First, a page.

Contributor(s)Macquarie University. Department of Linguistics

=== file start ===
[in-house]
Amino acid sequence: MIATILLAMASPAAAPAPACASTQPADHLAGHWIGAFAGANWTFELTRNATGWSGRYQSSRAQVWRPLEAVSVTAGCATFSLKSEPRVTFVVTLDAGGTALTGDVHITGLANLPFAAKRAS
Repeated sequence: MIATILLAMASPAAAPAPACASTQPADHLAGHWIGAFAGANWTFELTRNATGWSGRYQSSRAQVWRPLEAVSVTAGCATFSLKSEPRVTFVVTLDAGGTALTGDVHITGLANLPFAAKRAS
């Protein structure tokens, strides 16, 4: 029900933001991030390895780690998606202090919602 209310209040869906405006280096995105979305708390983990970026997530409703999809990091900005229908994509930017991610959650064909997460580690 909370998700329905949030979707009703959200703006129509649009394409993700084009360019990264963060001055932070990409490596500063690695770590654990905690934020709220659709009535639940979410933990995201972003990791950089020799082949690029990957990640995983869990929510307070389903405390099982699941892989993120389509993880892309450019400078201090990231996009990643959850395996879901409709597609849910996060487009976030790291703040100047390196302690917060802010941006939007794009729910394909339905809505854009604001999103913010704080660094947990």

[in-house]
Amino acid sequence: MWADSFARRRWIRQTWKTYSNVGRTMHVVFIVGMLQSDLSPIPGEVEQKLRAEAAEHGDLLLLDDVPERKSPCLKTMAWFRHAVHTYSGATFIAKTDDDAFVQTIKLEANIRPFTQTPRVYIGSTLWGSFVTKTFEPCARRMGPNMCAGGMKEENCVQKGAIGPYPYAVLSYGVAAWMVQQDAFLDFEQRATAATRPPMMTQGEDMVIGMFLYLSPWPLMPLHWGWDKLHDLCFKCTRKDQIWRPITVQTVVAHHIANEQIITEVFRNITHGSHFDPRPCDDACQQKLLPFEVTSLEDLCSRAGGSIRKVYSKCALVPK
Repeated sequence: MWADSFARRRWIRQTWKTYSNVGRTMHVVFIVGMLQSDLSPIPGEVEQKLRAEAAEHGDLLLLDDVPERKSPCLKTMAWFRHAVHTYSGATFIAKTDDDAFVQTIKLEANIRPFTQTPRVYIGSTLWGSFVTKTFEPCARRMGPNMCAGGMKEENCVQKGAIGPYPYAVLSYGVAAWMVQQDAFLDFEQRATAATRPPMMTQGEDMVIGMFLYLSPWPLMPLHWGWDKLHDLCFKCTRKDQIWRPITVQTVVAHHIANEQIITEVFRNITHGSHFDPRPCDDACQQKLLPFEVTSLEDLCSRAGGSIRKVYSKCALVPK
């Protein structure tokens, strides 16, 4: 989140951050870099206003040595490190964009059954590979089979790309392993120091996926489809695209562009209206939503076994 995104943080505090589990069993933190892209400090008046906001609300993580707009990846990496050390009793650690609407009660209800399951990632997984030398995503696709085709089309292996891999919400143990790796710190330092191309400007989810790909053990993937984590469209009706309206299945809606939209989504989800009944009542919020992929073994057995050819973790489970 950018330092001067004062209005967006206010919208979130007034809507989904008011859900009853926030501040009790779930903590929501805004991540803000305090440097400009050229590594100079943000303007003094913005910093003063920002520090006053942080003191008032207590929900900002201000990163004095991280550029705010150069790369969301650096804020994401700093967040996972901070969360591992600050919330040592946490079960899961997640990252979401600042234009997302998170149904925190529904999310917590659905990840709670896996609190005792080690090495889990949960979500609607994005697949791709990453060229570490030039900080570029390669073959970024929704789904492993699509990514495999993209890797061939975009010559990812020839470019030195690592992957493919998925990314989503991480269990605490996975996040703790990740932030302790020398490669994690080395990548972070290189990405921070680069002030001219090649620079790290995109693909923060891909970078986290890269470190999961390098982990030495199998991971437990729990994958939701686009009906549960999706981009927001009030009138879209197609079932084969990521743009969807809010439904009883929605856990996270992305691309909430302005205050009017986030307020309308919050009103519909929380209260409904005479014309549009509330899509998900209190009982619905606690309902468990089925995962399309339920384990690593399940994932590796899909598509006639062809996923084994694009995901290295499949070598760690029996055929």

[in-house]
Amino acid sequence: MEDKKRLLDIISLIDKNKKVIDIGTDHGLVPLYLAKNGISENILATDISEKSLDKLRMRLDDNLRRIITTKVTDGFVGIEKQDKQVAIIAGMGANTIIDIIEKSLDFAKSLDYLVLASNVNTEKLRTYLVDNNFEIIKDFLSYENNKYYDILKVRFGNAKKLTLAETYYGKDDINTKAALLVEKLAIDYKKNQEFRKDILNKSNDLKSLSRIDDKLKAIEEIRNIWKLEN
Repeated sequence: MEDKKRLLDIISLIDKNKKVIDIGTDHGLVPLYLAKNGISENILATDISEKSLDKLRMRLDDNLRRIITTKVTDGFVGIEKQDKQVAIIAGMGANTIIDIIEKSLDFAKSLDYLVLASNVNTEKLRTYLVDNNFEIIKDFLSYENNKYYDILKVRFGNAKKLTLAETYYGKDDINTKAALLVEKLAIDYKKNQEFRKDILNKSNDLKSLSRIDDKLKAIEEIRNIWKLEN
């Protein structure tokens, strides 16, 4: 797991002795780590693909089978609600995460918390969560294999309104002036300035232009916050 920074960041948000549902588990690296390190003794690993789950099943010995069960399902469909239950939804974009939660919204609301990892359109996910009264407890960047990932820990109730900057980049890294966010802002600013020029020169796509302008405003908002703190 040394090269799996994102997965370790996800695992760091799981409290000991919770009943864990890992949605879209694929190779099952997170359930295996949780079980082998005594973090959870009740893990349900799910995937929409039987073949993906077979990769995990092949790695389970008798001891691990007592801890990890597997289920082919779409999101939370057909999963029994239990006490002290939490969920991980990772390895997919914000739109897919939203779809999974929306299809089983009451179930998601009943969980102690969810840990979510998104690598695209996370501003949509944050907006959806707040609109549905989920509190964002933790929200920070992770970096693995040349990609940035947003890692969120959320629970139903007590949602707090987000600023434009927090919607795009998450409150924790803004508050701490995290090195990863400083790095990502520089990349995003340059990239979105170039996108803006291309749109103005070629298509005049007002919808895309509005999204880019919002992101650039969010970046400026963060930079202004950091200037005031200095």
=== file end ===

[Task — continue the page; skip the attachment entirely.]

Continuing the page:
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AbstractMany people who write about information technology draw a parallel between the introduction of the printing press in 15 th century Europe and the introduction of the computer. The parallel is based on the notion that technological revolutions entail rapid and far-reaching social change that is the inevitable result of the introduction of a major new technology. In this view, changes in the technologies of literacy affect literacy practices and communities: The transformation from an oral culture to a literate one reshaped consciousness; the introduction of alphabetic writing in Ancient Greece transformed Greek thought; the invention of the printing press moved the power of scholar-priests to more democratic institutions and promoted individualism, nationalism, and secularism. Scholars thus claim that the introduction of the computer will inevitably result in a different social consciousness of what literacy is and how it functions in individuals and society. This common view does not reflect the realities of history. Technologies themselves did not cause changes such as the Reformation. Changes result from mutually influencing social and technological factors: New technologies like the printing press merely facilitated changes already beginning to take place.